Thank you I think the diversity is another thing that has helped this along because I haven't pigeon holed anybody, it's really not just a chopper show and that plays in my favor here because we've got all these little pockets of bike culture here and if we can bring them all together and let this grow as one big unit then it's good for everyone.
Well with that in mind what are your aspirations for the show going forward?
Going forward I've always had fanciful ideas of doing Cycle Showcase STL, KC, MKE or really anywhere. It would be nice to travel and do this in a number of cities because I travel quite a bit throughout the year. I see these great bikes that these really talented builders are building or these collectors have in their collections and I come back home to Saint Louis and talk to people who don't travel or don't so much have the ability to travel and it's hard to describe the stuff that you see. You can look at pictures on your phone all day and swipe and swipe but it's just not the same as standing here and really being able to look at a bike and appreciate it in person. Some of the out of the way places that don't have a lot of builders, I would love to bring 40 or 50 bikes and let people appreciate them all weekend there.
Sometimes all it takes is one person with that aspiration to do just that and it's admirable that you've done that here and want to go even further.
I would love to curate something like that beyond St. Louis and if anyone out there would like to sponsor that then you know that would help it go forward. In the end that sometimes is the biggest roadblock that keeps things like that from moving forward. It definitely takes support.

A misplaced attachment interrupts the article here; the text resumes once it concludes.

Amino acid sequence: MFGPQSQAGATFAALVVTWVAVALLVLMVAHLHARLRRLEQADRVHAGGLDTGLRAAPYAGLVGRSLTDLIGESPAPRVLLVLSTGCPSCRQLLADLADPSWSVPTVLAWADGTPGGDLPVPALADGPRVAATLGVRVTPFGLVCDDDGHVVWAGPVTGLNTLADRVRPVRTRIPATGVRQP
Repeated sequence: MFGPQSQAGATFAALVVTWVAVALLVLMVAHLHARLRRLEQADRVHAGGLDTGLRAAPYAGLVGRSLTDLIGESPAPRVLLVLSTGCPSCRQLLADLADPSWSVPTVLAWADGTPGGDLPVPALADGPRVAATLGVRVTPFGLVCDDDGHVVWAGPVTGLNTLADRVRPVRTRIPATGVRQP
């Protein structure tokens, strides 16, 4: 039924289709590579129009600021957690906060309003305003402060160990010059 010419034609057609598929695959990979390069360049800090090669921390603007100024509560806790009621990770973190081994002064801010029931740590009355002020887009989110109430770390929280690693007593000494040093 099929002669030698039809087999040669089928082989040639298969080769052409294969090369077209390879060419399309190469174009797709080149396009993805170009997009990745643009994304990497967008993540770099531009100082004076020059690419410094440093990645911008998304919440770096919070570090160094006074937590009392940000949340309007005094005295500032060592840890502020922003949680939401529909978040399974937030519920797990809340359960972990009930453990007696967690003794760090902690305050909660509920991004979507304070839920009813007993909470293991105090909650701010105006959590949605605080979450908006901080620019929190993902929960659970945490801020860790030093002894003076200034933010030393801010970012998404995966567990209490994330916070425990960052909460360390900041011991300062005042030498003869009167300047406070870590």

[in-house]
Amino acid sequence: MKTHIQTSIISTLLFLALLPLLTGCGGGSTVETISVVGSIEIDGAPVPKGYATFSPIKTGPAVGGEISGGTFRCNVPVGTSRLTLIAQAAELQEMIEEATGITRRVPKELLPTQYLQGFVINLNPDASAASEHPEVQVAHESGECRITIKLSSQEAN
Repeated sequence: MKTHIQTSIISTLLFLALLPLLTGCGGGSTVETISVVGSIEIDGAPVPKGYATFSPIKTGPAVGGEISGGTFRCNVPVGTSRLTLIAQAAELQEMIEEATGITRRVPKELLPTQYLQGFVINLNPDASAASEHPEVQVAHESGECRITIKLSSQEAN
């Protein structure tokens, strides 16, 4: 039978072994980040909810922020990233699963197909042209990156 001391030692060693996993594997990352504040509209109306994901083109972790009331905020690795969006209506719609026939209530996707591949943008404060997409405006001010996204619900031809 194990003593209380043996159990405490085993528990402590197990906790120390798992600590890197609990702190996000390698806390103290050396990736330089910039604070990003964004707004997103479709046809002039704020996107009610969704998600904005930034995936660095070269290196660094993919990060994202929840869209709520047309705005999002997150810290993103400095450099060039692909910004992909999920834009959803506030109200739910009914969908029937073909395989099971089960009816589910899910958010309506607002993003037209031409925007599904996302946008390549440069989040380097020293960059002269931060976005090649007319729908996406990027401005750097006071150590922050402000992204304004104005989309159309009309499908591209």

Speaking of which we see Cycle Source magazine and several others sharing a lot about the event, who are some of your main sponsors that helped keep this going, is there anyone you would like to thank or give credit to?
Gateway Harley Davidson here in Saint Louis has been a huge supporter for the past couple years, Polk Audio, Trader Bob's, All Star tattoo, Flying tiger moto, they help out with a lot, let's see, Cycle source, Biltwell, Lowbrow customs have always helped and kept the public interested. It goes without saying you couldn't do this without some sort of sponsor help, this is not a cheap endeavor and it would be hard to attempt without it. So I appreciate all those people have done so far to help keep it going.
The way that you've presented the bikes here in the Pageant is really neat. You see photos of the show in years past but when you see it in person it shows that you guys really did your homework on making sure everyone can see the bikes and that they are well lit, on risers and with notes by each of them. It's very well presented.
Well I'm a tall guy as you are and I hate going to bike shows and not being able to see the bikes. I don't wanna get down on the floor and crawl around to look at everything. So I get all the bikes up in the air, get them eye level where everyone can appreciate them and also we put white paper underneath each to reflect light and such make it easier to see the details.
We love the notes builders all have their own individual notes next to the builds things to notice I really like that.
That's one thing we did after the 1st year people really liked I found that if I can give them a little information about each bike it becomes more engaging and more interesting and we get more reward out of it.
We certainly agree. Well, Randy thank you so much for everything and all you've done for the city of St Louis and the bike scene here.
Thank you and I hope everyone enjoys the show.
-Photos and words by Mike Vandegriff